WASHINGTON (AFP) - In a second term, President Barack Obama would face a struggle to put a legacy stamp on a world ever more resistant to US power, as Middle East turmoil rages and emerging states demand their due.

Soon after a second inauguration in January, a fateful moment looms with Iran, with diplomacy aimed at ending its nuclear program either finally getting serious or military action beckoning.

Reverberations from even a limited war with Iran, senior aides confide, would likely consume much of Obama’s replenished diplomatic capital, limiting the foreign policy bandwidth he could use elsewhere.

Crises like Syria’s implosion, the threat from volatile post-Arab Spring societies and territorial tensions in Asia are meanwhile crying out for the presidential attention that has been missing in an election year.

Obama will defend his foreign policy in his final debate with Republican Mitt Romney in Florida on Monday before the too-close-to-call election on November 6.

“The president has kept his word,” spokesman Ben LaBolt told AFP.

“He promised to end the war in Iraq in a responsible way, to take the fight to Al-Qaeda, to put us on a path to end the war in Afghanistan and to restore our alliances around the world.”

In the political bull ring Monday, Obama may seek to puncture Romney rather than define a vision for second term foreign policy. He is sure to remind Americans he has kept them safe after a string of thwarted terror strikes.

Romney will scratch a political wound over the shifting explanations of the attack on the US consulate in Benghazi, which he says is a sign of an unravelling foreign policy.

Re-elected presidents soon become lame ducks at home and often look abroad as the pull of history conjures visions of grand diplomatic gestures. Yet there is little low hanging diplomatic fruit for Obama, with America and Europe hobbled economically and sectarian turmoil splintering the Middle East.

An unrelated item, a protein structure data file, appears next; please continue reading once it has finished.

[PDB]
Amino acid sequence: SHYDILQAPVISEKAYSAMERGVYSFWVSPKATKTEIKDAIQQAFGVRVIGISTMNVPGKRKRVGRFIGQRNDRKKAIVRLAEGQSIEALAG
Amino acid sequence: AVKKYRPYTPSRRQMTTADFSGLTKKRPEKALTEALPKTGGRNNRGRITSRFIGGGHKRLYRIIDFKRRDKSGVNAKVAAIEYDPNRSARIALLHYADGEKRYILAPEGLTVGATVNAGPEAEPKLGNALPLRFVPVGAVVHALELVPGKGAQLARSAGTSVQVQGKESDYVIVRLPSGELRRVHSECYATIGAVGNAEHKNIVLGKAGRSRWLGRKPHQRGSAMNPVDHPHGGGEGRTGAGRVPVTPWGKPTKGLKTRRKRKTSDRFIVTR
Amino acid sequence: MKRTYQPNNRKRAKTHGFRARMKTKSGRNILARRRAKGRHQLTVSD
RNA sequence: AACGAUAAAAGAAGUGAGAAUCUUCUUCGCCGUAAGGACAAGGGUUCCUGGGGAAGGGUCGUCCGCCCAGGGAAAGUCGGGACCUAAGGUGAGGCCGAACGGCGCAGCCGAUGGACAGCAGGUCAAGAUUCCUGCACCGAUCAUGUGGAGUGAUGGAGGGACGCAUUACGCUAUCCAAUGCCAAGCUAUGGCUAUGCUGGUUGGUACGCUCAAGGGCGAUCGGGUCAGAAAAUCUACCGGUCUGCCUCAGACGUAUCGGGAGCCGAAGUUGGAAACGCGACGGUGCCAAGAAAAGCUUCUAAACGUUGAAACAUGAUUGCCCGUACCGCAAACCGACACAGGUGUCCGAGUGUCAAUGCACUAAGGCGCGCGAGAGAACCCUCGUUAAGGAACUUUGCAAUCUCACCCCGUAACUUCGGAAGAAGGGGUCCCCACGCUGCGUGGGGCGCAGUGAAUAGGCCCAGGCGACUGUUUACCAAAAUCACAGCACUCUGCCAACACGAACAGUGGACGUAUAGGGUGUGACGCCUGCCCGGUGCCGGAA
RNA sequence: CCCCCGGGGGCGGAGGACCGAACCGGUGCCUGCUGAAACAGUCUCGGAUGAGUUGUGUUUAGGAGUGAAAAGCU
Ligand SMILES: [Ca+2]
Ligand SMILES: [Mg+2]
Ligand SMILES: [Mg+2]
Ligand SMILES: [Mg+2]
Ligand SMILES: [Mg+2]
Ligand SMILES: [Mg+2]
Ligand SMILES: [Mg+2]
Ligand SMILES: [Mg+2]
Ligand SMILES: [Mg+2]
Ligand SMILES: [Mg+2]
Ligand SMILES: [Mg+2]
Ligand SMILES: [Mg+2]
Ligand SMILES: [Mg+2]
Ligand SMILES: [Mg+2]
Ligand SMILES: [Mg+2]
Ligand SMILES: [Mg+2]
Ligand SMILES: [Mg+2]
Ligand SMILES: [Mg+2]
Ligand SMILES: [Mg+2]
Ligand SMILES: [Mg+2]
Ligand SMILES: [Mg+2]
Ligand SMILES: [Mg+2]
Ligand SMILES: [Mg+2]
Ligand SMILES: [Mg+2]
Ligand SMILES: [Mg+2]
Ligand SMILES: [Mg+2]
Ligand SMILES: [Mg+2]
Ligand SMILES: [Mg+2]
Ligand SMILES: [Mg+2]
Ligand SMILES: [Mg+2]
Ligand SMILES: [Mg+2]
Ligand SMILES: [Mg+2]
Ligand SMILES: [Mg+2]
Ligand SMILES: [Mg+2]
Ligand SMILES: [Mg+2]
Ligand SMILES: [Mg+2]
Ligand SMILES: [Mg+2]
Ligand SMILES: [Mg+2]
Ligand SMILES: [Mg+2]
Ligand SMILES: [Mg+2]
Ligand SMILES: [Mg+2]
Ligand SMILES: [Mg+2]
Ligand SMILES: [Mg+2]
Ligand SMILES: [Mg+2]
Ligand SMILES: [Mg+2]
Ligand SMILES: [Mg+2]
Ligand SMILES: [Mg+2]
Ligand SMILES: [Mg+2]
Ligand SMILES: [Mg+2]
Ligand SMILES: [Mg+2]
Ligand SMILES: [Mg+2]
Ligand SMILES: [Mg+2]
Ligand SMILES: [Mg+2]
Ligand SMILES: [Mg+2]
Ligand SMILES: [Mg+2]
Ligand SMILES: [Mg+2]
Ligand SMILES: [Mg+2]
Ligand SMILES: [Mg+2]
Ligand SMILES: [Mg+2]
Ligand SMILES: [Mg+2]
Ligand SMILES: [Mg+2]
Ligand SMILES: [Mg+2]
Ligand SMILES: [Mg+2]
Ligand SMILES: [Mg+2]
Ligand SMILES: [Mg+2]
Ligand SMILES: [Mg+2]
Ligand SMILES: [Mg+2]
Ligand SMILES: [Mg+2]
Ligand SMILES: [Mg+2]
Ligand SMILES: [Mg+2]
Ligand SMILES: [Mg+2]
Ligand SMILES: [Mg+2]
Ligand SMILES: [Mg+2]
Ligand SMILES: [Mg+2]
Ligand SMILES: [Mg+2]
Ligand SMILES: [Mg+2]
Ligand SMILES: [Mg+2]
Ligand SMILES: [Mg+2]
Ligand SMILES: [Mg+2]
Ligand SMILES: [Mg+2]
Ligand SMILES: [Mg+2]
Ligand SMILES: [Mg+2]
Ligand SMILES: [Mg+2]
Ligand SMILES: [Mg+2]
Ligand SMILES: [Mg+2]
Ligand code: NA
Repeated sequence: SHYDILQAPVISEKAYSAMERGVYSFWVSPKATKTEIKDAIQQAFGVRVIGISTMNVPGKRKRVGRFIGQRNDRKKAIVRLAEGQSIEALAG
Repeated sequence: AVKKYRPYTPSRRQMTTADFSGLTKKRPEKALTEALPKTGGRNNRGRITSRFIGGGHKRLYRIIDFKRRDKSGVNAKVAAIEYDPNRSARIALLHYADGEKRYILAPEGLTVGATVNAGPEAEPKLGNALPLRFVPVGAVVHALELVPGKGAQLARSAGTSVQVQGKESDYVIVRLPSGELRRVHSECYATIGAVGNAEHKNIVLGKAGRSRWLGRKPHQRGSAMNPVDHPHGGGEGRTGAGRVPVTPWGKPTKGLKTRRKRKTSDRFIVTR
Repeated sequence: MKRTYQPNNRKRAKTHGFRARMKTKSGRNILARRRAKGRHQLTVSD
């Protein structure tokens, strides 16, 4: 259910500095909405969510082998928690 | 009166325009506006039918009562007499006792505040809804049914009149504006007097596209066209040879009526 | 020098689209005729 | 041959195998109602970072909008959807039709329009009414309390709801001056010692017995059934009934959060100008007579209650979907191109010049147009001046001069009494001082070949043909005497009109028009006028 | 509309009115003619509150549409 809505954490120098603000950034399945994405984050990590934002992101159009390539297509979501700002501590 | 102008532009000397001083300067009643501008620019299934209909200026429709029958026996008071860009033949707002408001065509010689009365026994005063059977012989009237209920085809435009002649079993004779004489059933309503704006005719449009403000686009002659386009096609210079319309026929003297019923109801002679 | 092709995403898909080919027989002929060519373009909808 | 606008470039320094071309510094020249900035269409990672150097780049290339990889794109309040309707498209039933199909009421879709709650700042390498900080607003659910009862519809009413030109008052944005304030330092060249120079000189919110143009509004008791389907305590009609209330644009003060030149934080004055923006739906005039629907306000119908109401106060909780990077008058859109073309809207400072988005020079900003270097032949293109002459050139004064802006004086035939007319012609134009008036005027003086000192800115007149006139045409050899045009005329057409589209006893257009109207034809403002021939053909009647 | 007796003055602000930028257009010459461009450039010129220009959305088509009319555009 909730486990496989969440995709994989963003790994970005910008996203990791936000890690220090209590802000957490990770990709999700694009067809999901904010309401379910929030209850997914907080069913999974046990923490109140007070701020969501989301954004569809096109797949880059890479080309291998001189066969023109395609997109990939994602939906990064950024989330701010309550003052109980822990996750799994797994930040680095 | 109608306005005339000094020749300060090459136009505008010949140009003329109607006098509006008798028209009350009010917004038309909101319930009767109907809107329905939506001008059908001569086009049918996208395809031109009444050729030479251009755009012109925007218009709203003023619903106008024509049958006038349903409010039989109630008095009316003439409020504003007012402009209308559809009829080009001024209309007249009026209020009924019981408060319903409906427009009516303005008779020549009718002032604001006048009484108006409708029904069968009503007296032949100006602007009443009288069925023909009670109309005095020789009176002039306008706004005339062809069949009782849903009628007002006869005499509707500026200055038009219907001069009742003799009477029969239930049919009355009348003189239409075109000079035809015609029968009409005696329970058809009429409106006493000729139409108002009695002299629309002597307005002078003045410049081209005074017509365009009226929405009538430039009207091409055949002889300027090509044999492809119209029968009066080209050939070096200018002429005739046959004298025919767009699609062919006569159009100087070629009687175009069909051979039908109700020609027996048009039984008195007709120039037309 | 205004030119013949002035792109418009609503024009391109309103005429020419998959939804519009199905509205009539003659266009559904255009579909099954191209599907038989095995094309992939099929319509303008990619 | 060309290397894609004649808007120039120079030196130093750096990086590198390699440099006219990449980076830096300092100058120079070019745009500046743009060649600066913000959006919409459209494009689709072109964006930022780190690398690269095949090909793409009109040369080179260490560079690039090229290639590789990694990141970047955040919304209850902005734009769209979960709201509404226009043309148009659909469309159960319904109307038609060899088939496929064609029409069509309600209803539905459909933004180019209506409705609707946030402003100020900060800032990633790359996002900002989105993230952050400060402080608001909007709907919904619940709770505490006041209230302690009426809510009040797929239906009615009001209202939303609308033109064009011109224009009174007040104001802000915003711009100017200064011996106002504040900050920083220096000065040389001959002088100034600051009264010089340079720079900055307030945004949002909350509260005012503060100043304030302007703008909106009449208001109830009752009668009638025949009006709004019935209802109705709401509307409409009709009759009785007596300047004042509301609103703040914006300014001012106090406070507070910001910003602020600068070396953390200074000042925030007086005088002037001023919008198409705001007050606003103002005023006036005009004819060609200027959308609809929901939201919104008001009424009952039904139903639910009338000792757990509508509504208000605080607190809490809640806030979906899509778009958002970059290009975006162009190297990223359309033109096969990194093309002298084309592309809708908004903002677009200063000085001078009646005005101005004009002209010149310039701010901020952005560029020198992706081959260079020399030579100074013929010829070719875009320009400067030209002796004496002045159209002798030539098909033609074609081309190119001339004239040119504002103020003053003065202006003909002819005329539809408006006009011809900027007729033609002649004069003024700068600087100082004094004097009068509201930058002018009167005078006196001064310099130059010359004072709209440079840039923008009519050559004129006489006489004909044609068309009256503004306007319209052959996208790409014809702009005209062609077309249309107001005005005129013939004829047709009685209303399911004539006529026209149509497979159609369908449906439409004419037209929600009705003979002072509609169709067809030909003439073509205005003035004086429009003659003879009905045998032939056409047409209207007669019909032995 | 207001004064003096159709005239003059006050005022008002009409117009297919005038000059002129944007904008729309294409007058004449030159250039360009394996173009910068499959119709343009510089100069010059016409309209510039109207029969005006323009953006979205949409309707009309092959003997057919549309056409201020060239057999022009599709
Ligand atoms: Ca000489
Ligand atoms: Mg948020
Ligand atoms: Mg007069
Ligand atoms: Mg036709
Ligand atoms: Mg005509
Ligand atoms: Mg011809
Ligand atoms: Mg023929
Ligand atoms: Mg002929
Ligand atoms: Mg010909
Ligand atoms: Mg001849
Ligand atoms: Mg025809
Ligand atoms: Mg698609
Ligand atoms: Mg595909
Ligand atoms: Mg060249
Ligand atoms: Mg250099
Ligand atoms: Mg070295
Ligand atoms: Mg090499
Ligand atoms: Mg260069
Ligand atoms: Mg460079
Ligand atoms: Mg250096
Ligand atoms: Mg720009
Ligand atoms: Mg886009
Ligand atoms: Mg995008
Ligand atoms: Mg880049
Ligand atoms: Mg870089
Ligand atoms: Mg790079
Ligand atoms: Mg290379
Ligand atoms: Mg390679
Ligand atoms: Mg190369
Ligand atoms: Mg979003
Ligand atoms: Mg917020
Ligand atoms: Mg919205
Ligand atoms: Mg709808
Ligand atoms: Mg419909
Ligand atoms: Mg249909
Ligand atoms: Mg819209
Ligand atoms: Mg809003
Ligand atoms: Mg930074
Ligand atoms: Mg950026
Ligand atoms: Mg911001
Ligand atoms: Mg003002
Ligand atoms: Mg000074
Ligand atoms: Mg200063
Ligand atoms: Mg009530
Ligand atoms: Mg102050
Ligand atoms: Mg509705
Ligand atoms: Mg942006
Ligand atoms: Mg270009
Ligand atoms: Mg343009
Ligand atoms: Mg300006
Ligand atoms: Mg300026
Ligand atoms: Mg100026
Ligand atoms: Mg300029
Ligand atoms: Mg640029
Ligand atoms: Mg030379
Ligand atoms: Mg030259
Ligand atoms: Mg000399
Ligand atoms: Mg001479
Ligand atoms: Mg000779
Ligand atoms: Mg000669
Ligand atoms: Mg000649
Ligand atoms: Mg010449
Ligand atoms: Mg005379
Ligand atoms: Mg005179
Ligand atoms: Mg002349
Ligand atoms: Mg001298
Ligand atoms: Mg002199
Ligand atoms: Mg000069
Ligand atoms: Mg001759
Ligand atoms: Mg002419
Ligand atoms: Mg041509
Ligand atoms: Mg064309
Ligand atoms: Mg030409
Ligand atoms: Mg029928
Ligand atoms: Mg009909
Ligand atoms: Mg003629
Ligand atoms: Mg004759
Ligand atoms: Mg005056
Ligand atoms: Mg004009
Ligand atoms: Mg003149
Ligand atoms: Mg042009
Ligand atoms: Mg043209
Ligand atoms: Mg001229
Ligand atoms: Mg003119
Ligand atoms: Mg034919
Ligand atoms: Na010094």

Other nations may also be too boxed in to bargain: leaders from Egypt to China face internal political pressures limiting their room for manoeuvre.

Others, like Russian President Vladimir Putin are not in friendly mood, while states like Yemen pose alarming risks to US security. China is meanwhile bristling at the US turn towards the Pacific, and the intertwined Sino-US economic relationship is often aggravated.

EARLY DREAMS DASHED

A second Obama term would likely show much continuity with the first. Touting the symbolism of his multicultural biography, Obama took power vowing to heal the breach between America and Islam and to tackle perils like climate change.

But intractable problems resisted Obama’s charm and many tilts at history fell flat: a drive for peace between Israel and the Palestinians foundered early, and an open hand to Iran was rebuffed.

So Obama pursued a pragmatic foreign policy of nuance that cheered supporters but annoyed conservatives, who saw a “leading from behind” president on apology tours who emboldened US foes and chided allies.

However, US diplomacy with Moscow and Beijing yielded the toughest-ever sanctions on Iran and US air power helped oust Libya’s Moamar Gaddafi.

A stealth war with drones and special forces in Pakistan, Yemen and elsewhere remoulded the US war on terror, though Obama aides disdain that Bush-era term.

Obama launched a power rebalancing towards Asia to meet the rise of an assertive China and second-tier powers like Indonesia.

In a second term, the Afghan withdrawal in 2014 would complete Obama’s military retrenchment after an era of power-sapping land wars but he would continue to pursue terror suspects into whatever broken land they hide.

“He is a Nobel Peace Prize winner with his own personal kill list,” said Laura Blumenfeld, senior fellow at the German Marshall Fund, painting Obama as a “president who speaks poetry and carries a silencer.”

Obama would also seek new atomic arsenal cuts with Russia and expand a push to keep nuclear material out of the hands of terrorists.

Stung by the Libya crisis, he would need to focus more intensely on the Middle East and North Africa.

“He recognises the Arab Spring is in a very critical time and he’s going to need to be more involved in that than he has been,” said Karl Inderfurth, a former assistant US secretary of state.

“That means reaching out to democratically elected leaders such as President Mohamed Mursi and others to see what role the United States can play in shaping the long term, peaceful democratic transformation of the Arab world.”

Aides say Obama is sincere about working to create a Palestinian state but political estrangement in the region and his own with Israeli leader Benjamin Netanyahu augurs against quick breakthroughs.

A global climate deal would polish Obama’s legacy, but the economic pain it would entail looms as prohibitive after the Great Recession.

Obama may court regions shaking off decades of atrophy, so Myanmar and Southeast Asia could expect more US engagement and he could also trace so far neglected ancestral roots in Africa, aides said.